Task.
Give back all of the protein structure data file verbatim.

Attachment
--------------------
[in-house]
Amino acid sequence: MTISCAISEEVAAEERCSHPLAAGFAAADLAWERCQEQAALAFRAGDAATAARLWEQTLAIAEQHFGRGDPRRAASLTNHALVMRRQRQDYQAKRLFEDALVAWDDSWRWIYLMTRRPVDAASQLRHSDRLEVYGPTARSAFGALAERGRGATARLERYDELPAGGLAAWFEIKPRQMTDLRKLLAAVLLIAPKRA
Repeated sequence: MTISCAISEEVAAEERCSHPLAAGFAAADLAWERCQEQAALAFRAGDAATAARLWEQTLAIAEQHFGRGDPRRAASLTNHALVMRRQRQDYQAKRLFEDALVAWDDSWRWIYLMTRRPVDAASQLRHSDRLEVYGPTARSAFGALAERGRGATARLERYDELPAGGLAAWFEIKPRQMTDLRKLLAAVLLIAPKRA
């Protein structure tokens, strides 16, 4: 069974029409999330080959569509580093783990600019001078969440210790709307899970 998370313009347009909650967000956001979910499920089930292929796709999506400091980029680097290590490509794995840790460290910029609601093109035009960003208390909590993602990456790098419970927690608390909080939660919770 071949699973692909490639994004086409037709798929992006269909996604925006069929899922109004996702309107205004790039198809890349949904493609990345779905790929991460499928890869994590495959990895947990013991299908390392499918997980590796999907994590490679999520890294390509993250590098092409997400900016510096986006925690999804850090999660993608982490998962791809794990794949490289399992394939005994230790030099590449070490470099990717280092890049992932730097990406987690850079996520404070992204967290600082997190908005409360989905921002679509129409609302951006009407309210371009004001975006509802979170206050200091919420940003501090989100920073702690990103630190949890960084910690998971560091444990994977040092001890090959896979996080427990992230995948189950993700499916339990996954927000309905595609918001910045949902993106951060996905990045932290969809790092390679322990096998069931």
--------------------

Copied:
[in-house]
Amino acid sequence: MTISCAISEEVAAEERCSHPLAAGFAAADLAWERCQEQAALAFRAGDAATAARLWEQTLAIAEQHFGRGDPRRAASLTNHALVMRRQRQDYQAKRLFEDALVAWDDSWRWIYLMTRRPVDAASQLRHSDRLEVYGPTARSAFGALAERGRGATARLERYDELPAGGLAAWFEIKPRQMTDLRKLLAAVLLIAPKRA
Repeated sequence: MTISCAISEEVAAEERCSHPLAAGFAAADLAWERCQEQAALAFRAGDAATAARLWEQTLAIAEQHFGRGDPRRAASLTNHALVMRRQRQDYQAKRLFEDALVAWDDSWRWIYLMTRRPVDAASQLRHSDRLEVYGPTARSAFGALAERGRGATARLERYDELPAGGLAAWFEIKPRQMTDLRKLLAAVLLIAPKRA
């Protein structure tokens, strides 16, 4: 069974029409999330080959569509580093783990600019001078969440210790709307899970 998370313009347009909650967000956001979910499920089930292929796709999506400091980029680097290590490509794995840790460290910029609601093109035009960003208390909590993602990456790098419970927690608390909080939660919770 071949699973692909490639994004086409037709798929992006269909996604925006069929899922109004996702309107205004790039198809890349949904493609990345779905790929991460499928890869994590495959990895947990013991299908390392499918997980590796999907994590490679999520890294390509993250590098092409997400900016510096986006925690999804850090999660993608982490998962791809794990794949490289399992394939005994230790030099590449070490470099990717280092890049992932730097990406987690850079996520404070992204967290600082997190908005409360989905921002679509129409609302951006009407309210371009004001975006509802979170206050200091919420940003501090989100920073702690990103630190949890960084910690998971560091444990994977040092001890090959896979996080427990992230995948189950993700499916339990996954927000309905595609918001910045949902993106951060996905990045932290969809790092390679322990096998069931």